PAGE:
THE reasoning behind this weekend’s focus on yoga stems from something I am seeing more and more of in our clients and among athletes. The real topic of discussion is movement dysfunction in the physically active.

Movement dysfunction can present itself in many different forms. Cross-training – including weightlifting, running, gymnastic exercise, combat sports – requires you to test the limits of not only strength, skill, and capacity, but also movement. If you cannot squat keeping your torso upright with your arms directly above your head, you will never be able to snatch or overhead squat heavy loads safely. If you cannot even get your arms directly overhead without breaking into excessive lumbar extension (lower back arch), then don’t even think about pressing a heavy weight over your head unless compressing your lumbar discs is the desired outcome.

If you can’t dynamically lift your leg above waist height then those 200 kicks you throw a week at Muay Thai practice will leave you in a stiff mess at the end of the week.

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Movement dysfunction can be addressed in many ways and has been in the limelight recently with movement specialists such as Ido Portal working with athletes and movie stars. Yoga is a great start for those who show immediate signs of dysfunction. Its practice dates back hundreds of thousands of years and centres on controlling both body and mind.

Yoga incorporates various muscular contractions with specific breathing and movement patterns which can yield improvements in flexibility, mobility and strength. It also has a calming effect that leaves you feeling more relaxed and focused. Just what we need given our hectic lifestyles.

Learn from an expert

With every yoga session you attend, you are working with a fully qualified professional, in the same way that you work with your personal trainer or your coach. Following a YouTube video can be a great start will never provide the feedback required to help with your own goals.

Feed off the energy of the class

Benefit from being in a group atmosphere and you will soon find that most people struggle with similar movement dysfunctions, so never think that you will be “too out of shape” or “not flexible enough” to join in.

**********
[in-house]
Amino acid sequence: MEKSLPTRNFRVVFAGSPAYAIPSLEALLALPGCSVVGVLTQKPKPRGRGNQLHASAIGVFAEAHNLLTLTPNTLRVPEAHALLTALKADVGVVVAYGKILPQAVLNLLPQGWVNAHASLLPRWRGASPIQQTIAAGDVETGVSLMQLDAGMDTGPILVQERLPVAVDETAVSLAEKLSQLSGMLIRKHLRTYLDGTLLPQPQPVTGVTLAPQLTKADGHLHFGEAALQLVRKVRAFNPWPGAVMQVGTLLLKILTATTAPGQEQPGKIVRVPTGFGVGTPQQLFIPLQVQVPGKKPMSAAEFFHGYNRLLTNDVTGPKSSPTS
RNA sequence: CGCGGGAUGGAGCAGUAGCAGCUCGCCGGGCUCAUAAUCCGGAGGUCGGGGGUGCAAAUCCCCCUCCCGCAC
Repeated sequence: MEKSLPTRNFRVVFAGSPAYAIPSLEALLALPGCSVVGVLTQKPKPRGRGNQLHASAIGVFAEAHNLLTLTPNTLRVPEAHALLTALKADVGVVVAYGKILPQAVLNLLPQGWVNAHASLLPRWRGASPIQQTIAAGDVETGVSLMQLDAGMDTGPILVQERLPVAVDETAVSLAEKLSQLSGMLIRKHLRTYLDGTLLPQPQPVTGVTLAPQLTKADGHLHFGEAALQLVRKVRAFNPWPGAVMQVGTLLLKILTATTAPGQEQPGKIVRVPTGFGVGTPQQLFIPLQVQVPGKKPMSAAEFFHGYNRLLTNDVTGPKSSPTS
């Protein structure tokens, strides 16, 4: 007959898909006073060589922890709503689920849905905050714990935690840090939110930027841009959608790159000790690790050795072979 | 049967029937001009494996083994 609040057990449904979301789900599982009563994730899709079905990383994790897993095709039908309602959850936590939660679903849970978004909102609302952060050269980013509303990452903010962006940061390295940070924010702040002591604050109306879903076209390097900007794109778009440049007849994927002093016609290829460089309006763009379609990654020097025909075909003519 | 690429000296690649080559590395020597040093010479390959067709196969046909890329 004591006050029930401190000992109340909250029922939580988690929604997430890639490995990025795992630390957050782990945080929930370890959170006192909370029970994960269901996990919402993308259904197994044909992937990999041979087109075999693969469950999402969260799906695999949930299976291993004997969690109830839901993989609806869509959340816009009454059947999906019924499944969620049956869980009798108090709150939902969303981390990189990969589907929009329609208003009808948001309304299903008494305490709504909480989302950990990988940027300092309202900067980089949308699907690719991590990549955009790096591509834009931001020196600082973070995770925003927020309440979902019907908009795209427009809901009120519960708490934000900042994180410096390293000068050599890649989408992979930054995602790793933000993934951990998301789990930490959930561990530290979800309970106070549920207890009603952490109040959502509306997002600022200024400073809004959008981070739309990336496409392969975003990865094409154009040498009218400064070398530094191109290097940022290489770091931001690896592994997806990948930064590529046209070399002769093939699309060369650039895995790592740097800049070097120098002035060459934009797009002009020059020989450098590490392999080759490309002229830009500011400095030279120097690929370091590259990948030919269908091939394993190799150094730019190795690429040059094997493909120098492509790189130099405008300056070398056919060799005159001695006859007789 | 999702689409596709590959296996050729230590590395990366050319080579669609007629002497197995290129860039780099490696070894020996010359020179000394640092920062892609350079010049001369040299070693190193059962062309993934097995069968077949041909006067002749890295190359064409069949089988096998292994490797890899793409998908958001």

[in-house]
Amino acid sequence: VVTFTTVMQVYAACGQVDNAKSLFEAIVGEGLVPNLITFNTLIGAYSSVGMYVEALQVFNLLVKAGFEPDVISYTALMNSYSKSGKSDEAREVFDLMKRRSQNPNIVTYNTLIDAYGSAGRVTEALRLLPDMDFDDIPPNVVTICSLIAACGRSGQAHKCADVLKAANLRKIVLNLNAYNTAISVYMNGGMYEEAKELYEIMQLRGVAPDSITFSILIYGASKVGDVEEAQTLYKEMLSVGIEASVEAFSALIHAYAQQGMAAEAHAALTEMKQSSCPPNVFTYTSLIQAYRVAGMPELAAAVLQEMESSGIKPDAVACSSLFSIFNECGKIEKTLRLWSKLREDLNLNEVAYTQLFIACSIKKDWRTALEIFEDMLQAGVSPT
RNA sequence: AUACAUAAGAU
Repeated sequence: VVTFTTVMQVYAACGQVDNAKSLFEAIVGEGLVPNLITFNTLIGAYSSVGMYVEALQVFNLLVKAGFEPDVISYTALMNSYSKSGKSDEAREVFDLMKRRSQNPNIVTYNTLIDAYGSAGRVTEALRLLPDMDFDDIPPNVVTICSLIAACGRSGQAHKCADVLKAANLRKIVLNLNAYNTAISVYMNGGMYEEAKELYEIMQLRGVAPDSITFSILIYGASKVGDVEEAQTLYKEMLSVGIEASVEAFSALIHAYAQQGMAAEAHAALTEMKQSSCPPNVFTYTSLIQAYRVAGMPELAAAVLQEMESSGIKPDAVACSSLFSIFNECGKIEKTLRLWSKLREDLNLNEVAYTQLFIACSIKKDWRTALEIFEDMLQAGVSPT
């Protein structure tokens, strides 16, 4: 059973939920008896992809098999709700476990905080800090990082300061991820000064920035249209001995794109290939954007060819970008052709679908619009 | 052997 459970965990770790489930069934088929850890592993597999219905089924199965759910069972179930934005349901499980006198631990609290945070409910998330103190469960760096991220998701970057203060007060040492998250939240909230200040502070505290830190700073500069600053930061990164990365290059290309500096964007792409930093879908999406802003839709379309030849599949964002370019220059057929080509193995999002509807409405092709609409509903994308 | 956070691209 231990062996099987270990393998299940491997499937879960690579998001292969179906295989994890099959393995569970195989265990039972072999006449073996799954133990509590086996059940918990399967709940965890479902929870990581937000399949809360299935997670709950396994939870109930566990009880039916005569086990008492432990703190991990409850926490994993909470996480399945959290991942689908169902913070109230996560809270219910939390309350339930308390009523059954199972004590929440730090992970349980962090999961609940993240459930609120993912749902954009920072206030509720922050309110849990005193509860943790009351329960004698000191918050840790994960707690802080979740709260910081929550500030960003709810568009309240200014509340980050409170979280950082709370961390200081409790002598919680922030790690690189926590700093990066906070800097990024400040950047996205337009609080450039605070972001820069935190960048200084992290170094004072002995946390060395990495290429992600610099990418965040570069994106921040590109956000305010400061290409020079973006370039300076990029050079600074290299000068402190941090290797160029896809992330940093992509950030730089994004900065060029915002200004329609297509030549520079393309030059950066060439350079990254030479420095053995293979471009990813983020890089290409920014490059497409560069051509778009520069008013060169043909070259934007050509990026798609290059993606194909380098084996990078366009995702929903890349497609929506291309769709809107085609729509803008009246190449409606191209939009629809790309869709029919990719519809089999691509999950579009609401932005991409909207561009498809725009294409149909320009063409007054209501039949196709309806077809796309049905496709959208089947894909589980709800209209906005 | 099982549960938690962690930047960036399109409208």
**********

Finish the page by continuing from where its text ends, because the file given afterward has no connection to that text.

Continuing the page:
Learn something new

Your first Yoga class is just as humbling as the first time you stepped into the gym, or signed up to learn a new sport. There is nothing more rewarding and self-fulfilling then seeing progress in something that you do. Just like anything you have ever dedicated time towards, the more you commit, the more reward you will reap. You’ll be thanking your yoga instructor when you see the carry-over to your sport, training or daily life.

Relax and recover

Training, at our gym, involves moving fast at high intensity, but in order to cultivate results you must also cultivate rest. We always recommend that you should be recovering as hard as you train. Being able to relax deeply helps you come back with more power, focus and determination, because you’ve had ample time to recover. Incorporating yoga practices into your training week on an active recovery day, is a great way to help ensure you are ready to roll for your next day of training.

On this note, ask yourself how much time and energy you dedicate towards restorative practices? An easy way to relate this would be to assign 10 minutes of restorative practice per hour you train. So if you hit the gym five hours per week, you now owe your body 50 minutes of yoga, massage, sauna or gentle cardiovascular training. For longevity in health and training, the importance of restorative practice should never be overlooked. It’s time that you stopped grimacing in pain every time you squat, fighting through pain every time you put a bar over your head, making that groaning noise when you sit up or get out of bed and started addressing your movement quality to keep you active for the long haul.

* We run yoga practises every Wednesday at 7am and 7.15pm with our awesome and super-knowledgeable instructor, Philippa. For more information drop us an email or give us a call to join the class.